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Parsing for Features
Level: Advanced
Version: FileMaker 17
Category: Calculations
Tuesday, July 24, 2018
Data parsing isn't just for manipulating data into a preferred format. You can also create features that weren't otherwise possible with standard FileMaker tools. That's one of the things I love about FileMaker. Instead of giving you a one-dimensional menu item to support a specific need, like Microsoft, FMI gives you multidimensional tools. By combining two or more tools, you can can create a new capability in a FileMaker solution. One of the most overlooked tools are the text and value functions. I aim to demonstrate several examples in this article that highlight how parsing can make wine out of water.

Parsing for Features

This is the third in a series of parsing article so make sure you don't miss the first two: Data Parsing and Parsing A Web Form.

New Requests Made Easier
One of the toughest things to explain to the users of my solutions is how a new request works. They kinda get it when I explain it to them but then they don't use the feature very often so the knowledge melts away into the daily grind of the work day. They really shouldn't have to understand how FileMaker works IMHO. If they are going to perform an action often enough, it should be scripted into an interface that is completely intuitive. For me, scripting new requests to sit behind the scenes is a prime example of how to make FileMaker easier to use for casual users.

This example has been greatly simplified to emphasize the foundations of the technique. It's your job to figure out how it fits into your more complicated solution. All I can tell you is I use this technique in just about every single one of the custom FileMaker solutions I create. And, it's not that hard to integrate into a solution. I think it took me all of ten minutes to create the example solution from scratch which included a popover, two fields and two scripts. Besides, this data parsing method will save you tons of phone calls from users asking you how to create a new request. I think the reduced support more than makes up for the development time.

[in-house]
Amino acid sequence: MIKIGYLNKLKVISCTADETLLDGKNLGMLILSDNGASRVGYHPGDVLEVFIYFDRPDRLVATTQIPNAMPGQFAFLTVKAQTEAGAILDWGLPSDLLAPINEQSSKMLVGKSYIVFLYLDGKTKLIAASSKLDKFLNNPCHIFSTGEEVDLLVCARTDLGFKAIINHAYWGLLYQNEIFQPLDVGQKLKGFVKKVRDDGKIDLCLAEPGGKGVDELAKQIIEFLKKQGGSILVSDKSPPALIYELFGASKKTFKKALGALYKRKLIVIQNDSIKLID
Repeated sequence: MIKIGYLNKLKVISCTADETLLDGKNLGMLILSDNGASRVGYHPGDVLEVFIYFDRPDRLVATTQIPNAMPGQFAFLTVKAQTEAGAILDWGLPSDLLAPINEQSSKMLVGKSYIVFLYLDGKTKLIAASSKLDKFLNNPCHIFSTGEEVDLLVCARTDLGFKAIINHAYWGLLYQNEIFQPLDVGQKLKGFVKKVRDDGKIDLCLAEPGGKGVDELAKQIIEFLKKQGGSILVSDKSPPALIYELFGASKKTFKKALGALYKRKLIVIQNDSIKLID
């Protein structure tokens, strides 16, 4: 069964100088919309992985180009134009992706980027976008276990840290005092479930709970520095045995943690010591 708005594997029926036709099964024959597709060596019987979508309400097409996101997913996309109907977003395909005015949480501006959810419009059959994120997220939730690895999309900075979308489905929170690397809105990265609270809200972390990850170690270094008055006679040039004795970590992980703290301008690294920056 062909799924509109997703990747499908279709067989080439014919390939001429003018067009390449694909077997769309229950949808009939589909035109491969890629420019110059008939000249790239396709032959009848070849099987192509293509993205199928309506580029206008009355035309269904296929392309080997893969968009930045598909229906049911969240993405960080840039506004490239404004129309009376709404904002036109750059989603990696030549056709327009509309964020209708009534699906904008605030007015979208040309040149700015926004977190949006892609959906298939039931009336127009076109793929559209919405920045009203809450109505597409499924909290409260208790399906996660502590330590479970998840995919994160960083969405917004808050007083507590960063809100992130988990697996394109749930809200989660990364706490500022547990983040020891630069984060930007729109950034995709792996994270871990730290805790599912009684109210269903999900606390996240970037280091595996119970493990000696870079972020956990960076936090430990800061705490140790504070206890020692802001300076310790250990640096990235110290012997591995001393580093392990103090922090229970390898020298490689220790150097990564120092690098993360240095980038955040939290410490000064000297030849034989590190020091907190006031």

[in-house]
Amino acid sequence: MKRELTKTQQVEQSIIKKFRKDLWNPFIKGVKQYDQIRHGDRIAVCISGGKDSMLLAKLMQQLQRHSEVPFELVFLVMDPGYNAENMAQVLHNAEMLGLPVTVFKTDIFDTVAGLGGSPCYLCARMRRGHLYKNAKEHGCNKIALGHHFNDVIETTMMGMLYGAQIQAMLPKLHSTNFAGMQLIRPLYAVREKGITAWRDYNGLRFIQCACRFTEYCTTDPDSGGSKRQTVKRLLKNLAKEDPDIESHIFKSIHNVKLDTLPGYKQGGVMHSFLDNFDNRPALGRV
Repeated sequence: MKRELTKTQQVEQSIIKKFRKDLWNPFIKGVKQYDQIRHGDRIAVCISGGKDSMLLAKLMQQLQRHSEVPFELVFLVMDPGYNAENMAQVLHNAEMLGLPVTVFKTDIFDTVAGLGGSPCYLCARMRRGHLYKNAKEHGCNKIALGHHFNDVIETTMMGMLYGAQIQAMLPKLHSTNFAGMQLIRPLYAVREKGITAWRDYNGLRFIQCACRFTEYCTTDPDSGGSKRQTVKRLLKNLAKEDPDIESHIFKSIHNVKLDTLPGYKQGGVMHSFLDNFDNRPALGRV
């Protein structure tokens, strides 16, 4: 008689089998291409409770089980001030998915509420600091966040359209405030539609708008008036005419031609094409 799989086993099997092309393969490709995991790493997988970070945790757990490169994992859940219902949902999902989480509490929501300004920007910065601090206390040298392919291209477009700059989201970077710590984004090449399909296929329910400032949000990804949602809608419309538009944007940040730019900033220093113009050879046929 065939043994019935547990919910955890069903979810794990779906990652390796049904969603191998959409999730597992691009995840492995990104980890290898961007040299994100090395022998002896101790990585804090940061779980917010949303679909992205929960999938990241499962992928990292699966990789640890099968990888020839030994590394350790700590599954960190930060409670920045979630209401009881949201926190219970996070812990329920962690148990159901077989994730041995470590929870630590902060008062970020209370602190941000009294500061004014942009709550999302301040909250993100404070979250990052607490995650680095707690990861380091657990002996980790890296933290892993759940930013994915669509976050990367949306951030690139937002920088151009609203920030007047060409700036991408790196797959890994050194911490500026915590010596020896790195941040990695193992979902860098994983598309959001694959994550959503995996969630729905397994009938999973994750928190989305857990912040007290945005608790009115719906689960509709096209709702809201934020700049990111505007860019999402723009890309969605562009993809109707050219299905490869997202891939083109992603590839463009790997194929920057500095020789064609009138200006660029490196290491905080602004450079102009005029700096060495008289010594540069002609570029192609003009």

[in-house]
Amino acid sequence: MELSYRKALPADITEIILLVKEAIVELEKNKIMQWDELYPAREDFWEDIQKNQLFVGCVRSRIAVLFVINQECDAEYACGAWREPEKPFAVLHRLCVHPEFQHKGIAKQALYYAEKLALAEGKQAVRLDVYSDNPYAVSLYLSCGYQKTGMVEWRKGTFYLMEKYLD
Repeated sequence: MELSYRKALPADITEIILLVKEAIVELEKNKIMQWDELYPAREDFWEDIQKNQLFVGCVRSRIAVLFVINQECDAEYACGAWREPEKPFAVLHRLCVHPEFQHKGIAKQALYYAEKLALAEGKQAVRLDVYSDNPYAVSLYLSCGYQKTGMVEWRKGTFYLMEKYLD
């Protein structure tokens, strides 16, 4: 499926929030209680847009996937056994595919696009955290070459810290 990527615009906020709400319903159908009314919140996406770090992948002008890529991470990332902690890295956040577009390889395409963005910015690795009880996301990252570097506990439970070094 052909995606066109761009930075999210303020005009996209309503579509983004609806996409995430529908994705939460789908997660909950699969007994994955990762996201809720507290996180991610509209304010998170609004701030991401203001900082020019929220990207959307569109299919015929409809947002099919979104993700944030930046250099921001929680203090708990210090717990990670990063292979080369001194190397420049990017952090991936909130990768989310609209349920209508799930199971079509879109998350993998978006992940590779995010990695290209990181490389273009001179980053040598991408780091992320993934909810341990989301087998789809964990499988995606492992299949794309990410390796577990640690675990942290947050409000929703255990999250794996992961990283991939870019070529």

The idea behind this example file is users need to find multiple fruit records. They could go into find mode and create a new request for each fruit they want to find. Or, they could use a script with check boxes and a script to make the process a no-brainer. As mentioned, you need two fields. You probably already have the first field as it's the focus of the search. In this example, we have a database of fruits so the field is titled "fruit_name". All you need to create is a global field counterpart called "xfruit_name", "gfruitname", "zFruitName" or whatever naming conventions you employ. Place the global field in a popover and format it as a check box using the contents of the "fruit_name" field.

Parsing for Features

The hardest part of the feature is the script and it's not really that hard. All you need to do is loop through the values in the check box and create a new request with each one. Check box formatted fields store multiple values in a return-separated list so it's easy to parse using value functions.

Parsing for Features

The first step is to turn on error capture in case no records are found. Enter find mode and then start the loop. Since global values are available in find mode, there is no need for a special bridge from browse to find mode. All you need to do is grab each value using the GetValue function. The hardest part, and really not the hard, is incrementing the value to extract for the second parameter of the GetValue function. Most people use a counter in a variable. This works fine but I find it more efficient to use the Get(RequestCount) function. Each time you create a new request, the Get(RequestCount) will increment just like $Counter + 1. You can even exit the loop by comparing the number of values in the global field to the number of requests.

Once all the requests are created, perform the find and test for no records found. See, that wasn't that hard. Once you learn the foundations of this technique, applying it to your more complex project will be a breeze. There's one last tidbit, however. I like to initialize the global field each time I open the popover so I add a script trigger that runs OnObjectEnter when the popover is activated.

Parsing for Features